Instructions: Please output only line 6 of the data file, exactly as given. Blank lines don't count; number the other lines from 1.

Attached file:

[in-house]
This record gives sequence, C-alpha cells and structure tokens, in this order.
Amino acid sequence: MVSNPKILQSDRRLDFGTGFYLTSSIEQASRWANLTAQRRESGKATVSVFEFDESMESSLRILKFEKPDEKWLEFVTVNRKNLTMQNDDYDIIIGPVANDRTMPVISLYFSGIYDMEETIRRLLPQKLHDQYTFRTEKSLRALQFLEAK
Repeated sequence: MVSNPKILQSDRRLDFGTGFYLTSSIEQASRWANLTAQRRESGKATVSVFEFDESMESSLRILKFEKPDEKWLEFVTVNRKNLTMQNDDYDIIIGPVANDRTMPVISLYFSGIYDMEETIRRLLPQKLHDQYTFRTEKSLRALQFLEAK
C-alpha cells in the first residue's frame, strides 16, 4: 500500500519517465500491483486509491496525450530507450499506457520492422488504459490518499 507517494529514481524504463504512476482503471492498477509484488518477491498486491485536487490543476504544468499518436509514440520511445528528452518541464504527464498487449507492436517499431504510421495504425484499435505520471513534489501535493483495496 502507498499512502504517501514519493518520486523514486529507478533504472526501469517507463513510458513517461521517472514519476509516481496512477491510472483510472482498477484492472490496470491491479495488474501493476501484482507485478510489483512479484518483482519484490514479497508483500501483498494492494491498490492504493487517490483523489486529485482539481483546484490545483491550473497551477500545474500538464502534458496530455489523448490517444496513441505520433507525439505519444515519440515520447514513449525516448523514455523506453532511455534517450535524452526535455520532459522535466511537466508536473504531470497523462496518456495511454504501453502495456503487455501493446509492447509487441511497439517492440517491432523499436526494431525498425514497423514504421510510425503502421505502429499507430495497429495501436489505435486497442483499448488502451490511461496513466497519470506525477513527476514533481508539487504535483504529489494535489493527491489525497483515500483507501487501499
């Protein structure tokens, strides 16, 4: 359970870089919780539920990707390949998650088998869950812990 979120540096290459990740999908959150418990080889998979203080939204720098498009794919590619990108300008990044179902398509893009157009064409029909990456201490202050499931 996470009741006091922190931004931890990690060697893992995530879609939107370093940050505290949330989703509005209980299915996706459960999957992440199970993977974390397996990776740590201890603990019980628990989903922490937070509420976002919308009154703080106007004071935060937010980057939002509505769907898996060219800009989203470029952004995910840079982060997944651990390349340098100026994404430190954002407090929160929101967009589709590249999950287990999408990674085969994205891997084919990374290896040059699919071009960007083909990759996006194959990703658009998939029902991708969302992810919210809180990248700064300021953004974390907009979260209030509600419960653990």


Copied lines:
């Protein structure tokens, strides 16, 4: 359970870089919780539920990707390949998650088998869950812990 979120540096290459990740999908959150418990080889998979203080939204720098498009794919590619990108300008990044179902398509893009157009064409029909990456201490202050499931 996470009741006091922190931004931890990690060697893992995530879609939107370093940050505290949330989703509005209980299915996706459960999957992440199970993977974390397996990776740590201890603990019980628990989903922490937070509420976002919308009154703080106007004071935060937010980057939002509505769907898996060219800009989203470029952004995910840079982060997944651990390349340098100026994404430190954002407090929160929101967009589709590249999950287990999408990674085969994205891997084919990374290896040059699919071009960007083909990759996006194959990703658009998939029902991708969302992810919210809180990248700064300021953004974390907009979260209030509600419960653990």